Auto-inhibition of Ca2+/calmodulin-dependent protein kinase II by its ATP-binding domain

I. Lengyel*, A. C. Nairn, A. McCluskey, G. Tóth, B. Penke, J. A P Rostas

*Corresponding author for this work

Research output: Contribution to journalArticlepeer-review

12 Citations (Scopus)


Ca2+/calmodulin dependent protein kinase (CaMPK) II is a key enzyme in many physiological processes. The enzyme is inactive unless Ca2+/CaM binds to it. In this inactive form CaMPK-II does not bind ATP suggesting that the ATP-binding domain is involved in an intramolecular interaction. We show here that F12, a 12 amino acid long peptide fragment of the ATP-binding domain (CaMPK-II23-34, GAFSVVRRCVKV) can inhibit the Ca2+/CaM-dependent activity (IC50 of 3 μM) but has no effect on the Ca2+/CaM-independent activity of CaMPK-II. Kinetic analysis exhibited mixed inhibition with respect to autocamtide-2 and ATP. The inhibition by F12 showed specificity towards CaMPK-II, but also inhibited CaMPK-I (IC50 = 12.5 μM), while CaMPK-IV (IC50 = 85 μM) was inhibited poorly and cAMP-dependent protein kinase (PKA) was not inhibited. Substitution of phenylalanine at position 25 to alanine (A12), had little effect on the inhibition of different Ca2+/CaM-dependent protein kinases, suggesting that phenylalanine 25 does not play a crucial role in the interactions involving F12. Thus the molecular interactions involving the ATP-binding domain appears to play a role in the regulation of nonphosphorylated CaMPK-II activity.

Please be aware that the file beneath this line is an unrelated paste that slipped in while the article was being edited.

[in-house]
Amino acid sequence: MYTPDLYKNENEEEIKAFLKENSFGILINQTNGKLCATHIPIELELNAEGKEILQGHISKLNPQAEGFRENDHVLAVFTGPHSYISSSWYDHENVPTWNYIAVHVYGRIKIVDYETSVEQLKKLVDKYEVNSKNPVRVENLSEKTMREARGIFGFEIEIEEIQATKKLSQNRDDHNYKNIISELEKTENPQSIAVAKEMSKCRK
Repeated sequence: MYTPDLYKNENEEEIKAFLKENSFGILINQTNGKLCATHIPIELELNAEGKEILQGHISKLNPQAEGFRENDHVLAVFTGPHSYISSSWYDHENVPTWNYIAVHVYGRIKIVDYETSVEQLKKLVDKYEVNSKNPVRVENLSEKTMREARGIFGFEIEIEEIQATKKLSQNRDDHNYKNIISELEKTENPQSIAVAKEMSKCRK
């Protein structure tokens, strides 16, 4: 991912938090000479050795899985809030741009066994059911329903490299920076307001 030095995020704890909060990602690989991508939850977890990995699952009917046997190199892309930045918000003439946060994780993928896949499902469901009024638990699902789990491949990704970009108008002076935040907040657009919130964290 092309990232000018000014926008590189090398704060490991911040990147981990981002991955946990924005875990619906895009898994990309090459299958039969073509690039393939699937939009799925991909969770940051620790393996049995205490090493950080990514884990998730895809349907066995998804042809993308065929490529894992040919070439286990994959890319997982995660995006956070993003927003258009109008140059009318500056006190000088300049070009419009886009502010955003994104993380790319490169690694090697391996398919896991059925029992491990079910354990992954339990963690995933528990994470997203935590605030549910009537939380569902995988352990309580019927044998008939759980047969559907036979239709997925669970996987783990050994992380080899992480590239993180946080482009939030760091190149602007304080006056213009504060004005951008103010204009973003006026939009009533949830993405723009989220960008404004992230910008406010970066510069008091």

Original languageEnglish
Pages (from-to)1066-1072
Number of pages7
JournalJournal of Neurochemistry
Issue number4
Publication statusPublished - 2001
Externally publishedYes


  • ATP-binding domain
  • Autonomous activity
  • Autophosphorylation
  • Calcium/calmodulin
  • Calcium/calmodulin-stimulated protein kinase
  • Intra-molecular interaction

ASJC Scopus subject areas

  • Biochemistry
  • Cellular and Molecular Neuroscience


Dive into the research topics of 'Auto-inhibition of Ca2+/calmodulin-dependent protein kinase II by its ATP-binding domain'. Together they form a unique fingerprint.

Cite this